In regard to firearms, I acknowledge the work the police have done consulting with us and the overview they gave. Some of the statistics around firearms licences include that in South Australia 65,473 South Australians hold firearms licences. There are 309,209 registered firearms in South Australia and 17,023 registered handguns, and the sad thing is that up to 250 are stolen each and every year. We certainly need to be mindful of the security arrangements of heavy cabinets bolted to the wall and securely locked down.

In my conversations with different people in regard to this issue, I have had concerns presented to me by gun owners—obviously, legal gun owners—and gun dealers. We have gone through the new bill piece by piece, which obviously will replace the act if it goes through. We had questions about certain parts, and I would get the act and say, 'Hang on, that's already there, so don't be too concerned as it's already part of the act.' There were some concerns, and I am sure we will flesh out a lot of those during the committee stage.

What we are being told is that we need a new act because it is ambiguous and complex, difficult to understand, follow and administer, and deficient and antiquated, and that if we have effective administration and clear parameters there will be improved community safety. We are told there has been development over 10 years to get this bill into shape. Consultation was flagged in 2008 and 2012, and there was a ministerial round table in 2014-15.

This bill seeks to target the key issues of improved public safety, red tape reduction, overcoming deficiencies, a national approach, increased usability and modernising the act. The principles around the bill are:

to privilege conditional and overriding need to ensure public safety, and I think there will be more debate about that in the committee stage;

safe, responsible storage, which I have already mentioned; and

a nationally consistent approach, which certainly helps as we have such a mobile population these days.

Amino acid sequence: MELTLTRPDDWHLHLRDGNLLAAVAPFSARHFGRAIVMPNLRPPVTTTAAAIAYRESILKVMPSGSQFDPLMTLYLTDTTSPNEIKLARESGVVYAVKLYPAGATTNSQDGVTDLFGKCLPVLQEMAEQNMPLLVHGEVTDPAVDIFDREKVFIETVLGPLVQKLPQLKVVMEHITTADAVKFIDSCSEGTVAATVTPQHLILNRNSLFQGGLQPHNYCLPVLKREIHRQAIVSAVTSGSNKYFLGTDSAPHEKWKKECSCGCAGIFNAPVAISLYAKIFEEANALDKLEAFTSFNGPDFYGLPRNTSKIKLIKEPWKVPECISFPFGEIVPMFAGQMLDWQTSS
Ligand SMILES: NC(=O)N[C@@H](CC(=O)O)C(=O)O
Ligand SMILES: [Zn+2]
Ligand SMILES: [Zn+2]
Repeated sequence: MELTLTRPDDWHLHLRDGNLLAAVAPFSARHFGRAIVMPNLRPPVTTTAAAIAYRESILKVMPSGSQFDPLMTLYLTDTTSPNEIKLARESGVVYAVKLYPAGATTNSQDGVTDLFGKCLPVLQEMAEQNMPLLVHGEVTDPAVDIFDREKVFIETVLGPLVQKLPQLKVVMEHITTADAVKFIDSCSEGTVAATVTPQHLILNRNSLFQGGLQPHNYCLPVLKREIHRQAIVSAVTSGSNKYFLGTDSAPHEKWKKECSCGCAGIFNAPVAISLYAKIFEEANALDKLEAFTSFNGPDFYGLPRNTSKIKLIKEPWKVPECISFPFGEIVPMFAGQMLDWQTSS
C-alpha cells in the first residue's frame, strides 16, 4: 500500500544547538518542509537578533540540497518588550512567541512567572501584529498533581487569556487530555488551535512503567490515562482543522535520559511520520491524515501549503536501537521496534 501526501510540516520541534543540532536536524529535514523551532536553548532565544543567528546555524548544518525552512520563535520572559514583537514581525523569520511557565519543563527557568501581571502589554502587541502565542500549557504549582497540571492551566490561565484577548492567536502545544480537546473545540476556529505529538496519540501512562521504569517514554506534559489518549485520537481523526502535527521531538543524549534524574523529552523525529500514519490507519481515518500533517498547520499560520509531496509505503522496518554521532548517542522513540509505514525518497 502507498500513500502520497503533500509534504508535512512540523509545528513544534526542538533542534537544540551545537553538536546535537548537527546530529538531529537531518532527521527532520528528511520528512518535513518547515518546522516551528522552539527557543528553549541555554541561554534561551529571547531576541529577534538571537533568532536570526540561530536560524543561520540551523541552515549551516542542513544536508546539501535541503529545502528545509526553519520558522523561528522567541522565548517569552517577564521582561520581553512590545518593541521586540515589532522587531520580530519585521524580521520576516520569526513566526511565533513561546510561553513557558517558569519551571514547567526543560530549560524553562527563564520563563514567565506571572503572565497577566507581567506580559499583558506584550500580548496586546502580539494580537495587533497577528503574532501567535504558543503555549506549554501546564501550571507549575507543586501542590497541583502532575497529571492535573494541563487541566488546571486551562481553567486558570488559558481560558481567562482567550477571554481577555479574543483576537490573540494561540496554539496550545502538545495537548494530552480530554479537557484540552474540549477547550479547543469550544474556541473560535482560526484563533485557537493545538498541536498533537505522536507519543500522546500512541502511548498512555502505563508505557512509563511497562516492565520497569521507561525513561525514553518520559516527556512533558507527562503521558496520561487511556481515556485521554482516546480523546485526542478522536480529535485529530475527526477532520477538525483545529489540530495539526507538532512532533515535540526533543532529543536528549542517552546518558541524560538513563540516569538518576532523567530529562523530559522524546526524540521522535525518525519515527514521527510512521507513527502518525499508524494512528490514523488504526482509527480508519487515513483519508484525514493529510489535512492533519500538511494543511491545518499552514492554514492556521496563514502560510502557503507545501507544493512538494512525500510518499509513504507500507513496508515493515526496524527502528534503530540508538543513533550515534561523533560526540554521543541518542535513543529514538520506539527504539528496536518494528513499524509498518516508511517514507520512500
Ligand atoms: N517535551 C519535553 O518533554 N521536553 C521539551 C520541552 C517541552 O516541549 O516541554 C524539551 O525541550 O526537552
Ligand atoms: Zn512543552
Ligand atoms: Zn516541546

As I said, the objects are:

the control of automatic and semi-auto weapons, and farmers and professionals are the ones who are allowed to use these;

to establish an integrated licensing and registration scheme;

to require a genuine reason to possess firearm ammo, and that is certainly what I need to do with my five-shot pump-action class C. When I renew my licence, I have to put in a genuine reason; and

stricter requirements for firearm activities and transactions.

Obviously, the object is to reduce the number of unlawfully possessed firearms, and that is something we really need to concentrate on as a state. I am not sure how we are ever going to beat it completely, and that is the nub, I think, of this bill and the act.

As to illegal firearms, no matter what we do in a legal context, no matter what legislation we pass, no matter what regulation we put in place, as we saw the other day when guns were stolen north of Adelaide, some people just do not care. They work outside the law. You could have virtually any penalty in place—and obviously we do not have the death penalty anymore—but, sadly, there would still be people who would wish to access illegal guns for their deeds. On that note, one of the objects is to prevent and restrict criminals from accessing and using firearms, minimise the risk of persons becoming victims of firearm crime and minimise persons causing injury or harm to others.

In regard to improving public safety and preventing crime, there will be a security code of practice, public safety notices, self audits, the relationship between guns and drugs, dealer-employee prohibition and a registrar authority to require relicensing. There has been a discussion around red tape reduction, and I sincerely hope there is. There may be a scheme about sound moderators, a broader permit scheme and non-specific permits to acquire firearms, and I guess we will work those issues through in the debate in the committee stage.

It is part of the red tape reduction that classes D and H licence terms be extended to three years and five years with the implementation of sufficient IT systems. Other issues include overcoming legislative deficiencies, including vicarious liability and deactivated firearms, which will have to be registered if this bill goes through. That is related to an issue in Queensland, where there are up to 4,000 deactivated firearms that were activated.

In relation to regulated imitation firearms, I note the recent case of someone in Murray Bridge who committed a crime (an alleged crime, at the time) in relation to an imitation firearm; I believe they were not convicted, so we will have an interesting time with that in committee. Then there is the transportation of firearms and the exclusion of prescribed firearms from the handgun definition. I have already talked about the national approach to firearm control.